Whether living with pirates or in the wild, parrots have exceptional abilities to mimic the sounds they hear. One species, the orange-fronted conure, may have evolved this ability in order to communicate with specific individuals in other flocks, according to research published November 21 in the open access journal PLOS ONE by Thorsten Balsby from the University of Aarhus, Denmark and colleagues from the University of Copenhagen.
In the wild, orange-fronted conures live in dynamic flocks where individuals flit in and out, so each parrot encounters many different individuals every day. Each animal also has its own unique call. Both in the wild and in the researcher's experiments, parrots that heard an imitation of their own calls responded more frequently and faster to the calling individual than parrots that did not hear this imitation. Based on these observations, the authors suggest that the parrots may have evolved their abilities as mimics so they could 'begin a conversation' with a specific individual by mimicking their call.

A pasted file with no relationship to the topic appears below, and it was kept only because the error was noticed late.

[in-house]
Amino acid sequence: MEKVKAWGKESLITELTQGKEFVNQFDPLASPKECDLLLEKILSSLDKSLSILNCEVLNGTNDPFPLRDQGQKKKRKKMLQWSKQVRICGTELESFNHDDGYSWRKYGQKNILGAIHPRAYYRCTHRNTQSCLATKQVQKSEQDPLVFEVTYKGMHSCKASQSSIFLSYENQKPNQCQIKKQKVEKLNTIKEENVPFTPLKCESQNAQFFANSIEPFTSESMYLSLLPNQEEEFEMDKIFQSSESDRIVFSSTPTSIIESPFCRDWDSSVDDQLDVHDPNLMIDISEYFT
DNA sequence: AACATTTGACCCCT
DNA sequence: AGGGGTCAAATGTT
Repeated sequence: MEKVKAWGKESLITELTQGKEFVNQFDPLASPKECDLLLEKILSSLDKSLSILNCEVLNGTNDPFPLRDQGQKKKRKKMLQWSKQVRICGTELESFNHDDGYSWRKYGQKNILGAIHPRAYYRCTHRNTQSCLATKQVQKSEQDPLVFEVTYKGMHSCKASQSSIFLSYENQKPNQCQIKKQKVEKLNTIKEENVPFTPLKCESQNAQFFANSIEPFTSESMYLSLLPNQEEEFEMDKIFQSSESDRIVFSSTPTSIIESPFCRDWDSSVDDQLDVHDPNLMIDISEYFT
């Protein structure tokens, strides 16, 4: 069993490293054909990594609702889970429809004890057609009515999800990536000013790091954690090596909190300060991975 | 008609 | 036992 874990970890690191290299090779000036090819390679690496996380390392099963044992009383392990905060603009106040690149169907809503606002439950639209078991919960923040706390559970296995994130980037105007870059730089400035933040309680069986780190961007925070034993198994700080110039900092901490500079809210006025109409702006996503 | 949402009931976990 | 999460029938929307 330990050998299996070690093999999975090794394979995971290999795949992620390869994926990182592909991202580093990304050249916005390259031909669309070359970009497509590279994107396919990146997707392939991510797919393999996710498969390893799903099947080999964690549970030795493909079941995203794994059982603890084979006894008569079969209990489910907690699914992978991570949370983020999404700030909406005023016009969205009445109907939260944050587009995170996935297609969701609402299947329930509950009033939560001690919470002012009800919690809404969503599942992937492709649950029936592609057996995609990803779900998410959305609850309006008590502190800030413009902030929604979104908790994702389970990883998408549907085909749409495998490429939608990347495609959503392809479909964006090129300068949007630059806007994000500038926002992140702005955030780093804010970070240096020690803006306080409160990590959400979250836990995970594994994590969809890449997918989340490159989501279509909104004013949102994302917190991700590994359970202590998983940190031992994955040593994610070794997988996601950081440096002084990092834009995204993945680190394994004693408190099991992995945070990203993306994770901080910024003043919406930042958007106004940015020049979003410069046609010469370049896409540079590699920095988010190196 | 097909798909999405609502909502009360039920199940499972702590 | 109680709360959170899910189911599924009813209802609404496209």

Citation: Balsby TJS, Momberg JV, Dabelsteen T (2012) Vocal Imitation in Parrots Allows Addressing of Specific Individuals in a Dynamic Communication Network. PLoS ONE 7(11): e49747. doi:10.1371/journal.pone.0049747
Financial Disclosure: TD is supported by a framework grant No. 272-07-0477 from The Danish Council for Independent Research, Natural Sciences. TJSB is supported by a Steno-stipend No. 272-06-0272 from The Danish Council for Independent Research, Natural Sciences. The funders had no role in study design, data collection and analysis, decision to publish, or preparation of the manuscript.
Competing Interest Statement: The authors have declared that no competing interests exist.
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